But the ability to share something with a larger customer base particularly if your organization has, I don't want to say any kind of customer base but if there's definitely, and I don't really want to tie into brand either or brand loyalty or that type of thing because it's slightly different than that. It's more kind of like brand family if you wanted a better term.
If your engagement with the customer is less transactional and more relationship building then this is a great opportunity to amplify that a little more and as far as the job of work goes then there's not only the amplification of the individual who's reading it of the customer that you're trying to build a relationship with. But there's the opportunity to use that as a referral and recommendation type tool by sewing the seeds in the book or in the context in which you deliver the book to the person. That this is something that should be shared with someone else or we're bringing together a lot of customer stories that have come from referrals and testimonials and things that other people have been saying to kind of precede the expectation, precede the expectations that this is something that they could do as well.
So, the job of work of thinking about that book in a funnel which is more on the referrals based side of things is another great way to leverage and amplify and get that message out there. Not only if I want the culture in the organization is but what the culture of our customer base is. Our customers typically refer, they typically write testimonials, they typically want to talk about our organization because we're building this family and here's lots of stories about why that reinforced it. Now that's obviously not something that you can make up it's very difficult to create something that is completely false that really backs up that message. But, if your organization does have that, even if it's at a small level, but if that kind of customer family based sentiment resonates then bringing it together into the pages of the book is a great way of kind of capturing that in one place.
And then you can do things like there's that physical gift giving type approach of a book is a thing an artifact that you give to someone and it has more resonance than a digital file or an email or just saying thank you to someone.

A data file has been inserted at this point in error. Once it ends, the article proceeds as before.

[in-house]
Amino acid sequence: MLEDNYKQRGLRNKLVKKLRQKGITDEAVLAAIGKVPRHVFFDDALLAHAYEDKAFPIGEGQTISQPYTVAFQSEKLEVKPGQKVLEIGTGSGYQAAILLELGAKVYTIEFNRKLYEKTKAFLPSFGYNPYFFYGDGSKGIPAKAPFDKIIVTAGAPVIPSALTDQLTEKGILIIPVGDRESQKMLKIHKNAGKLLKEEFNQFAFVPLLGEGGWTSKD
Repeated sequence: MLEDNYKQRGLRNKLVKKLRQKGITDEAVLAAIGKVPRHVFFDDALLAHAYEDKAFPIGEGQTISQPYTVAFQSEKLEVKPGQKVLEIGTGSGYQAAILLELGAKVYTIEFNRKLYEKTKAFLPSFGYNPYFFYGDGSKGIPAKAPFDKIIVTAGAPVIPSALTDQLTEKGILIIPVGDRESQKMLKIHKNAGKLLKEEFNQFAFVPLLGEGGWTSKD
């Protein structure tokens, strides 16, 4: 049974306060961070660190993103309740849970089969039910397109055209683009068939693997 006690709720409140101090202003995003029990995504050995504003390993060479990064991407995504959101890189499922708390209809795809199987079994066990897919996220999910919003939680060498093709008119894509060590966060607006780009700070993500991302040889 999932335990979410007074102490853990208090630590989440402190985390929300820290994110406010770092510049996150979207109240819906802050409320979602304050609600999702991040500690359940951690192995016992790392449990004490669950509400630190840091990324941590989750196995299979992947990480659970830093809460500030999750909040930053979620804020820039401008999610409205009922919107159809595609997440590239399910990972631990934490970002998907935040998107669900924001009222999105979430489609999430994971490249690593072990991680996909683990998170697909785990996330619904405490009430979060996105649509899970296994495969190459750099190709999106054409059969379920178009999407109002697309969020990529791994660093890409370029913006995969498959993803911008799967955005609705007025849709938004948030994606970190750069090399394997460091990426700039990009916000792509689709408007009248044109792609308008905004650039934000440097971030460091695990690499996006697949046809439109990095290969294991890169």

Betsey: Oh, yeah.
Stuart: Writing a personalized note in the front cover of a book that talks about how important customers are the amplification effect there is just huge.
Betsey: Oh, of course, yeah.
Stuart: Reinforces the relationship element.
Betsey: Very true, yeah.
Stuart: The ones that we've got, the ones that we've got and we've done so far. So a couple of examples that spring to mind, Robin's talking about their story and how the stores came to be in place. The culture shock book that we were talking about before very much aimed at staff and this is why our organization is different. There was one that we were looking at just before we started this show that's just about to completed which is the, what was it called, the California cannabis business?
Betsey: Yeah, the cannabis business owners guide to employees. Yeah.
Betsey: About the cannabis industry in California. And that's more like that's for anybody who's wanting to start up in the cannabis industry, you know? So it's not just going to be for one organization, I think it's fantastic. Because it's a relatively new industry and anybody who's looking at getting into that industry this is a great, great, guide. I've kind of read through it a little and it's really a great guide to how to get from point A to point B in the industry. It's industry specific, first of all, because it's just specifically about California an employee guide to starting up that business. But I think it's so needed, it's going to eventually, I think we'll see it in other states. You know him doing something similar with this.